UWest is pleased to welcome Dr. Ali Chavoshian for a special guest lecture titled “The Art of Listening: Application in the Clinical Setting, Pastoral Counseling, Spiritual direction, and Chaplaincy.” This free lecture will be held remotely on Zoom on Tuesday, April 26, 2022 at 7:00 PM Pacific Time. No registration required.
Attend on Zoom:
Meeting ID: 937 1719 1224
Psychotherapy, a process-oriented psychotherapy in particular, is a complex process, and listening is an integral and fundamental part of it. In a wide range of psychotherapy, because each carries a distinct approach to treatments and symptom reduction, it is difficult to suggest any fixed idea of listening. Nevertheless, we can think of some principles that can be utilized so that the content becomes more fluent and meaningful. Within the art of listening, the listener can contain one’s own anxiety and not acting upon it. In this way, the therapeutic relationship can be humanized.
In this lecture I will present the fundamental principles of the art of listening: listening to the dynamics of the transference and countertransference with less preoccupation with theories; listening to the clinical material in hand as well as developmental and socio-cultural issues with the experience of here and now; listening in neutrality which results in preventing biases; listening to trauma in its pre-anxiety and post-anxiety containment; and more importantly listening not in universality, but in singularity, and avoiding generalization.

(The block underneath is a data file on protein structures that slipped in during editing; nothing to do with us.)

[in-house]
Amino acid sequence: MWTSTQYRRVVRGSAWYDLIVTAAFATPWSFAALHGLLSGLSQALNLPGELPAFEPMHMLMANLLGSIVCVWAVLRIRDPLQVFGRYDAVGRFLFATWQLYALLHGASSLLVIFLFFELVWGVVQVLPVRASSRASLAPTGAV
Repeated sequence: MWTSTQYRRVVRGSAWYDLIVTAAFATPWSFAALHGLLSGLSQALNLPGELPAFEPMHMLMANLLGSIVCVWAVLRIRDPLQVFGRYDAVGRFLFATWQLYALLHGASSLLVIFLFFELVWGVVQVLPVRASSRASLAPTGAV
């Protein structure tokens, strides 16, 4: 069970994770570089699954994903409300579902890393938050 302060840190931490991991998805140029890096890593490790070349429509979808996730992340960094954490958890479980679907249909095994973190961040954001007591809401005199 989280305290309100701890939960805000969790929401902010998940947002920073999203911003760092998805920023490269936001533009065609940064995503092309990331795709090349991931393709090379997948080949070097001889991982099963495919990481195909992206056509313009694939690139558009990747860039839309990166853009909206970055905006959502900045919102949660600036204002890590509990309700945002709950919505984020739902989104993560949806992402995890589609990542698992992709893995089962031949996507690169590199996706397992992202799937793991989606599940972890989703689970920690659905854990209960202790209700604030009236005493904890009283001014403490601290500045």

Further I will discuss how we can apply the art of listening in pastoral counseling, spiritual direction, and chaplaincy. A sample case of vignette, demonstrating the art of listening, will be provided.
About Dr. Ali Chavoshian:
Ali Chavoshian, Ph.D. is a clinical psychologist and research psychoanalyst, practicing in Berkeley, California. He is a faculty member of the San Francisco Lacanian School of Psychoanalysis. Also, he is a clinical faculty member at the Wright Institute in Berkeley, California, serving as a clinical supervisor for graduate students. He has served as the Academic Dean and Professor in the Graduate School of Psychology at the New College of California in San Francisco since 1990, also as the teaching faculty at the Sonoma State University and the City College of San Francisco. He has been a visiting professor at the Guilan School of Medicine, Department of Psychiatry, Rasht, Iran. His clinical research incudes the discussion of culture and society.